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Celebrating Pride Though Film

Illustration of old film projector sending out rainbow-colored rays of light

June is a very significant month for many people for many reasons. However, the Respect Together community stands in celebration with many others around the country and world as we celebrate Pride Month. We also recognize the 50th anniversary of the Stonewall Uprising. The Stonewall Uprising was a riot started by Black and Latinx trans women, Marsha P. Johnson and Sylvia Rivera. It’s important to honor these revolutionaries as they have, at times, been erased from the story of Stonewall.  We support all genders and races throughout the work that we do, and as the Respect Together library, we try to include materials to help people in all walks of life. With this being said, I wanted to highlight a couple of fantastic films housed in the collection. 

El Cano del Colibri, directed by Marco Castro-Bojorquez, is a documentary that explores the relationship between Latinx immigrant fathers and their LGBTQ family members. El Cano del Colibri is a story of these fathers dealing with issues of immigration, faith, marriage equality, machismo, culture, and the process of their LGBTQ children coming out. Responding to requests from audiences around the world, the filmmakers took a journey by inviting Latinx men to speak openly about delicate and personal topics. The film addresses political issues regarding LGBTQ families, social oppression, shared responsibility, and acceptance of LGBTQ individuals as members of Latinx families. 

Breaking the Silence: Lesbian, Gay, Bisexual, Transgender and Queer Foster Youth Tell Their Stories, A Tool for Training Care Providers on Working Effectively with LGBTQ Youth by National Center for Lesbian Rights is a film that contains ten short digital stories which are powerful tales of both the successes and failures of the foster care system for a group of former foster youth who identify as LGBTQ. Over the course of a four-day workshop at the Center for Digital Storytelling in Berkley, California, the youth shared their stories and learned to edit them into heartfelt and heartbreaking videos. Through their words and images, the audience hears directly about their experiences in care. They also share their insight on what advocates and providers can do to better support LGBTQ youth in the future. A CD-ROM is also included with over 25 useful and informative training tools and resources created by the National Center for Lesbian Rights and partner organizations.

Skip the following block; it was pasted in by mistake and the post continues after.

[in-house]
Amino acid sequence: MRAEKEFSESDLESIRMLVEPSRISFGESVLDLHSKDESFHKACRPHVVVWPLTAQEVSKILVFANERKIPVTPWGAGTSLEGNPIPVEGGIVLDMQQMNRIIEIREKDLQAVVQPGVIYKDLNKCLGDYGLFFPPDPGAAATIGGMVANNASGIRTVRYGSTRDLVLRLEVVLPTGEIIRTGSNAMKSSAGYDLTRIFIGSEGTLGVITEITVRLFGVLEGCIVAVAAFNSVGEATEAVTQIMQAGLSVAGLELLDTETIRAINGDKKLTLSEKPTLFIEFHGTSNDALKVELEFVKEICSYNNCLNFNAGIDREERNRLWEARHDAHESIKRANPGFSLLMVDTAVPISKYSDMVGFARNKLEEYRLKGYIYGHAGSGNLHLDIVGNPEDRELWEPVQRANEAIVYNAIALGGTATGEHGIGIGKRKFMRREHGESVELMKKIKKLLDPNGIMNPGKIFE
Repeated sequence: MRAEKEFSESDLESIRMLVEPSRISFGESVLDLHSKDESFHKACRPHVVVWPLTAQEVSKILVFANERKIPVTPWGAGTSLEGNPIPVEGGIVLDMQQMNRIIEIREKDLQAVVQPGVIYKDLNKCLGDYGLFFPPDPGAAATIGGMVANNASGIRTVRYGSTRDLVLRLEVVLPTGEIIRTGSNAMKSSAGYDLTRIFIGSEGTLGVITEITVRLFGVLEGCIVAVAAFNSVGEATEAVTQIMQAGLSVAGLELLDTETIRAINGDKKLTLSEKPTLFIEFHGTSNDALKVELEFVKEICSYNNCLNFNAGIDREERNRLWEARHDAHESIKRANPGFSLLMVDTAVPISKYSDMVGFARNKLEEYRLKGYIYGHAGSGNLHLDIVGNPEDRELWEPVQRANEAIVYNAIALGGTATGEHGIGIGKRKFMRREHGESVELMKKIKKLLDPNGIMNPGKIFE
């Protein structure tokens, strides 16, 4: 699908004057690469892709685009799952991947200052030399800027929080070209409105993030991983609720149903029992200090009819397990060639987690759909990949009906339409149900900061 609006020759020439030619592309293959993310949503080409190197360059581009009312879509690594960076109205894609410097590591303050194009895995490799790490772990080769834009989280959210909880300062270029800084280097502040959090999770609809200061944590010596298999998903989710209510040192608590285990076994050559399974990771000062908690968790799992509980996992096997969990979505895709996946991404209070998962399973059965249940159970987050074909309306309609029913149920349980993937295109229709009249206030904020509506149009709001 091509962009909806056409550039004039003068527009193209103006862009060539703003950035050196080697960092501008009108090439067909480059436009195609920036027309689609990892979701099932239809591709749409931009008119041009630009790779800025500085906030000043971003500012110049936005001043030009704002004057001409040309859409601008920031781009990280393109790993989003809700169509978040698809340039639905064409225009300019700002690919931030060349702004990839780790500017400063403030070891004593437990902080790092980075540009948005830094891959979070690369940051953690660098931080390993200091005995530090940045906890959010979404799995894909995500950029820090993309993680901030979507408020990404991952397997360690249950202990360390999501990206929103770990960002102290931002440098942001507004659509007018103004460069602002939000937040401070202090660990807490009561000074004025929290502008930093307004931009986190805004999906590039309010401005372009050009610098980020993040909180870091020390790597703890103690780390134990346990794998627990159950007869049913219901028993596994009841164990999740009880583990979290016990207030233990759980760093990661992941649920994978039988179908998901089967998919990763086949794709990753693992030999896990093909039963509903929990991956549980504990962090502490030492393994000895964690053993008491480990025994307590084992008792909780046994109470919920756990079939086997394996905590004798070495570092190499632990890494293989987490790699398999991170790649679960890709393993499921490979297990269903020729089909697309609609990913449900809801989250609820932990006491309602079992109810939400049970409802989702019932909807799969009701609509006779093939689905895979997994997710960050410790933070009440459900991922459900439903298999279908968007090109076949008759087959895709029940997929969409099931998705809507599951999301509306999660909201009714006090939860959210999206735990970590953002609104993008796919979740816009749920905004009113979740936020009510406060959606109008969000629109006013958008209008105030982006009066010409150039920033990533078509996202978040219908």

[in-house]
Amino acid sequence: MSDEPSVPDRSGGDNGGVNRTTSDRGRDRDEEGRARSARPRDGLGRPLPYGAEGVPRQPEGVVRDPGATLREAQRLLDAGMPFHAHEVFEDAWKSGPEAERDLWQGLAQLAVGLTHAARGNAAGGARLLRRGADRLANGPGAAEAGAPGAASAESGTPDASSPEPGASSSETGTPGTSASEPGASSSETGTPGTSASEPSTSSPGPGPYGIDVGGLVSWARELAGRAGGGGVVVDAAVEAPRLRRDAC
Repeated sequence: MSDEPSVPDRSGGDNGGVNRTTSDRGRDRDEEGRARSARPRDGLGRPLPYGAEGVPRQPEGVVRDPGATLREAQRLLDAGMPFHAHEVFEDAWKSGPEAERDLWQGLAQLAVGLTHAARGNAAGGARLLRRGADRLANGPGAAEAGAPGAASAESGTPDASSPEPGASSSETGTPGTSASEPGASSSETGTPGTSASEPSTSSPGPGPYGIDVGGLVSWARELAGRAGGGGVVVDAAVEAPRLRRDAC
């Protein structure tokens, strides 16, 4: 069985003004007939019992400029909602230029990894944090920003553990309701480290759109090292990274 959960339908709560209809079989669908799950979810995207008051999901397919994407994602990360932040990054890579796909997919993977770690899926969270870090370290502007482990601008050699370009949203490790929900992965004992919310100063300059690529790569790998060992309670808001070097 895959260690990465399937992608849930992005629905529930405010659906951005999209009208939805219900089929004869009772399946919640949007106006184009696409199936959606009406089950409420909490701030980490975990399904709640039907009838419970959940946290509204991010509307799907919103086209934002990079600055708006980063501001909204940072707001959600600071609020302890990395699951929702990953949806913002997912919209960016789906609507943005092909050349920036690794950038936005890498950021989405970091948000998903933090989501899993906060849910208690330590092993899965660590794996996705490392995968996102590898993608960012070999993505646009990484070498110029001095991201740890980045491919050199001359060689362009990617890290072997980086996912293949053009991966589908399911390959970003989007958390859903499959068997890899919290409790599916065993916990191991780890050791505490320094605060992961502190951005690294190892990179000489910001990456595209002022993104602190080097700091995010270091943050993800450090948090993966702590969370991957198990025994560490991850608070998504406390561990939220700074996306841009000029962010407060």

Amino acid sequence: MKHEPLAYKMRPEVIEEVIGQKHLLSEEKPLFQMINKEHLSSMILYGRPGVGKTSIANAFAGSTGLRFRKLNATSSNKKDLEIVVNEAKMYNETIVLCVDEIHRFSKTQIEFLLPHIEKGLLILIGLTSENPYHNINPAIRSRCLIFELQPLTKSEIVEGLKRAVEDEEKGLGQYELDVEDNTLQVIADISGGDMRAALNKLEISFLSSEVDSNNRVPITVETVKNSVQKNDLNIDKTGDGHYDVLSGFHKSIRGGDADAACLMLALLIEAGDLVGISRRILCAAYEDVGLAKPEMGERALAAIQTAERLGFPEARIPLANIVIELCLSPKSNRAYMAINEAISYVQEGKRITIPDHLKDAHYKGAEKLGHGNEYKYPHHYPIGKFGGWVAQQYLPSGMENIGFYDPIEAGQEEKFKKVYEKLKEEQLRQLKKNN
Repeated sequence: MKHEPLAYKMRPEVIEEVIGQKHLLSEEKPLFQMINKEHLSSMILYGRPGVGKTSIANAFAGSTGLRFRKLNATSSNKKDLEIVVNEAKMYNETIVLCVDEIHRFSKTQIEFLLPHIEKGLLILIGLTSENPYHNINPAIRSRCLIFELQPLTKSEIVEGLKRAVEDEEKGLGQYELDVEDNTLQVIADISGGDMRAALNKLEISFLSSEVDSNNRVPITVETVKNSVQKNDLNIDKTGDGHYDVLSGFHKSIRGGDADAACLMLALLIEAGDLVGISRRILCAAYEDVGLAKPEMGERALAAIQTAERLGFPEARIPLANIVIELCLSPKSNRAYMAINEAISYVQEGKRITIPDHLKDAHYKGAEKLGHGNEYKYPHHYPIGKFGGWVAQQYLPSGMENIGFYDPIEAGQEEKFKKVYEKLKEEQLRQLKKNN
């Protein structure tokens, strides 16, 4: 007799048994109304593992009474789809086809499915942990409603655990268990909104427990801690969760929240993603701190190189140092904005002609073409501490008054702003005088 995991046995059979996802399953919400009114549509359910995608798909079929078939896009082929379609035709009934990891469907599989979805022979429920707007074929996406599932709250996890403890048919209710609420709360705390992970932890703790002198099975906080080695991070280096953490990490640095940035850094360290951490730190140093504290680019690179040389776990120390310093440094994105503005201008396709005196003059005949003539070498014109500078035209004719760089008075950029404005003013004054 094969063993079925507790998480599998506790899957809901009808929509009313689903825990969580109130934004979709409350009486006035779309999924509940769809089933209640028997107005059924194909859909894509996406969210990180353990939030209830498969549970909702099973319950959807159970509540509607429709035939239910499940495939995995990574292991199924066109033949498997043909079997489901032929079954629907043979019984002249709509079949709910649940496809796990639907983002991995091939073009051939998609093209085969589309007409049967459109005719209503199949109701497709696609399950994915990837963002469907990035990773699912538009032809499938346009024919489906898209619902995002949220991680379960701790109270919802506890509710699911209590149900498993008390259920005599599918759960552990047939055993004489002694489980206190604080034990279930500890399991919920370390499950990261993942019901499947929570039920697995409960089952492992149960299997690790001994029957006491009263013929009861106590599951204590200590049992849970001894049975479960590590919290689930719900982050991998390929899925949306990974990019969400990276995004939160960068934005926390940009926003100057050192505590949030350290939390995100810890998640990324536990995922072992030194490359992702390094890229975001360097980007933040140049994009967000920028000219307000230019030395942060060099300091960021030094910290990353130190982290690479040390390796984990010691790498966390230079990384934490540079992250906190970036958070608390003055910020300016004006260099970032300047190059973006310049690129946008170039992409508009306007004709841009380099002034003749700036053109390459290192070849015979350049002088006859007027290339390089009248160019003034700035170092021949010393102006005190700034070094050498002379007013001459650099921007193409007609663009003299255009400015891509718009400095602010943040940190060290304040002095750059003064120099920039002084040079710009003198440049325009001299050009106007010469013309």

Out in America, directed by Andrew Goldberg, contains an uplifting collection of transformative stories and personal narratives told through the lens of the country’s more prominent LGBTQ figures and pioneers, as well as many other extraordinary citizens from the LGBTQ communities. The program weaves together diverse stories from all over America — from the heartland to New England, from San Francisco to Harlem. Deeply moving and often humorous, these stories give viewers will a glimpse of first crushes, soul mates, intimacy, and liberation. The film’s subjects are all united in their shared experiences of self-discovery, coming out, pride and love, as well as triumph over adversity. Against the backdrop of historical events, each also traces their own hopes, struggles, influences, and contributions towards advancements in equality and broad social change. 

These are just a small amount of the truly fantastic resources the Respect Together libraries have within the collection. I am very honored to be able to suggest and supply those who are interested with materials that celebrate equality, diversity, and all rights for all people. For these and others that will help you celebrate Pride this month, please check out the collection for yourselves. As always, I wish you all a fabulous day and happy reading!